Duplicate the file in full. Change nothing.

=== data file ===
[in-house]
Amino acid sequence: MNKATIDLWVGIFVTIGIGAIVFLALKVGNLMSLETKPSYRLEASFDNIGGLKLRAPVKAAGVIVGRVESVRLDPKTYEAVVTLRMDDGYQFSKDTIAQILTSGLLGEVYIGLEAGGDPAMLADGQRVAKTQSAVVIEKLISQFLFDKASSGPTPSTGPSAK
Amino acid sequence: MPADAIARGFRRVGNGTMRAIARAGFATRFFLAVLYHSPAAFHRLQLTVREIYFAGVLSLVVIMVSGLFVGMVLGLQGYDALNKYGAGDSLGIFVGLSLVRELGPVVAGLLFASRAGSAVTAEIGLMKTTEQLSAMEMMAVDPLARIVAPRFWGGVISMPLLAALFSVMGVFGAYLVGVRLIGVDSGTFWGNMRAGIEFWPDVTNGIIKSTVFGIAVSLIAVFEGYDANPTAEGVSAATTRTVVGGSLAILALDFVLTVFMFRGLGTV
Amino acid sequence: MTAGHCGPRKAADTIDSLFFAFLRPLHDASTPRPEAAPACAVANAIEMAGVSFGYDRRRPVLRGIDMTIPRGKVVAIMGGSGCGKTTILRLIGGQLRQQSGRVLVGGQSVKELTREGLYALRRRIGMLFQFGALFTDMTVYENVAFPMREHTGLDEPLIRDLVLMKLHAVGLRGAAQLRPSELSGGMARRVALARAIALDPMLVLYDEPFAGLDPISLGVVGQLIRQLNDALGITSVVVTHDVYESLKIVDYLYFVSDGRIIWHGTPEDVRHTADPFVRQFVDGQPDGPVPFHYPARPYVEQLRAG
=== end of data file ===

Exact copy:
[in-house]
Amino acid sequence: MNKATIDLWVGIFVTIGIGAIVFLALKVGNLMSLETKPSYRLEASFDNIGGLKLRAPVKAAGVIVGRVESVRLDPKTYEAVVTLRMDDGYQFSKDTIAQILTSGLLGEVYIGLEAGGDPAMLADGQRVAKTQSAVVIEKLISQFLFDKASSGPTPSTGPSAK
Amino acid sequence: MPADAIARGFRRVGNGTMRAIARAGFATRFFLAVLYHSPAAFHRLQLTVREIYFAGVLSLVVIMVSGLFVGMVLGLQGYDALNKYGAGDSLGIFVGLSLVRELGPVVAGLLFASRAGSAVTAEIGLMKTTEQLSAMEMMAVDPLARIVAPRFWGGVISMPLLAALFSVMGVFGAYLVGVRLIGVDSGTFWGNMRAGIEFWPDVTNGIIKSTVFGIAVSLIAVFEGYDANPTAEGVSAATTRTVVGGSLAILALDFVLTVFMFRGLGTV
Amino acid sequence: MTAGHCGPRKAADTIDSLFFAFLRPLHDASTPRPEAAPACAVANAIEMAGVSFGYDRRRPVLRGIDMTIPRGKVVAIMGGSGCGKTTILRLIGGQLRQQSGRVLVGGQSVKELTREGLYALRRRIGMLFQFGALFTDMTVYENVAFPMREHTGLDEPLIRDLVLMKLHAVGLRGAAQLRPSELSGGMARRVALARAIALDPMLVLYDEPFAGLDPISLGVVGQLIRQLNDALGITSVVVTHDVYESLKIVDYLYFVSDGRIIWHGTPEDVRHTADPFVRQFVDGQPDGPVPFHYPARPYVEQLRAG